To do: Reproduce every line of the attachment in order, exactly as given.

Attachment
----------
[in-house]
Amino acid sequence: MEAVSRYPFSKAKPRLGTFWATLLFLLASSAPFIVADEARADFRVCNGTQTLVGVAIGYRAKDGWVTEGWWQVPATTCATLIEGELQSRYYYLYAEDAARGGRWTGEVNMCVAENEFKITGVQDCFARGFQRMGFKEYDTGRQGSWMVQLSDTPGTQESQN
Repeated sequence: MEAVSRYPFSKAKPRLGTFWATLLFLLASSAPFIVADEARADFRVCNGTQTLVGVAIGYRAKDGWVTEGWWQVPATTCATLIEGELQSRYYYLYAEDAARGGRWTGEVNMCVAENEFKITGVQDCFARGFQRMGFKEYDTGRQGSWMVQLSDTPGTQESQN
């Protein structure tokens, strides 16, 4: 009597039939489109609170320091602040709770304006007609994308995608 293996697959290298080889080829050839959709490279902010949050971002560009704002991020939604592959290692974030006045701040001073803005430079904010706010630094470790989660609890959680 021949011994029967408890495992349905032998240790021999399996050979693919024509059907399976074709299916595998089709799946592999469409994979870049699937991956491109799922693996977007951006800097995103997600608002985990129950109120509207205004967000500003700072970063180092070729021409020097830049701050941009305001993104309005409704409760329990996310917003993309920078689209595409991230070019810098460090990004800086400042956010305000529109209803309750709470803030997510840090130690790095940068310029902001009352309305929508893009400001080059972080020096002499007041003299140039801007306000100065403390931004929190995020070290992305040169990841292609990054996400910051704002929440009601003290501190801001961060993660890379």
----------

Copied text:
[in-house]
Amino acid sequence: MEAVSRYPFSKAKPRLGTFWATLLFLLASSAPFIVADEARADFRVCNGTQTLVGVAIGYRAKDGWVTEGWWQVPATTCATLIEGELQSRYYYLYAEDAARGGRWTGEVNMCVAENEFKITGVQDCFARGFQRMGFKEYDTGRQGSWMVQLSDTPGTQESQN
Repeated sequence: MEAVSRYPFSKAKPRLGTFWATLLFLLASSAPFIVADEARADFRVCNGTQTLVGVAIGYRAKDGWVTEGWWQVPATTCATLIEGELQSRYYYLYAEDAARGGRWTGEVNMCVAENEFKITGVQDCFARGFQRMGFKEYDTGRQGSWMVQLSDTPGTQESQN
């Protein structure tokens, strides 16, 4: 009597039939489109609170320091602040709770304006007609994308995608 293996697959290298080889080829050839959709490279902010949050971002560009704002991020939604592959290692974030006045701040001073803005430079904010706010630094470790989660609890959680 021949011994029967408890495992349905032998240790021999399996050979693919024509059907399976074709299916595998089709799946592999469409994979870049699937991956491109799922693996977007951006800097995103997600608002985990129950109120509207205004967000500003700072970063180092070729021409020097830049701050941009305001993104309005409704409760329990996310917003993309920078689209595409991230070019810098460090990004800086400042956010305000529109209803309750709470803030997510840090130690790095940068310029902001009352309305929508893009400001080059972080020096002499007041003299140039801007306000100065403390931004929190995020070290992305040169990841292609990054996400910051704002929440009601003290501190801001961060993660890379």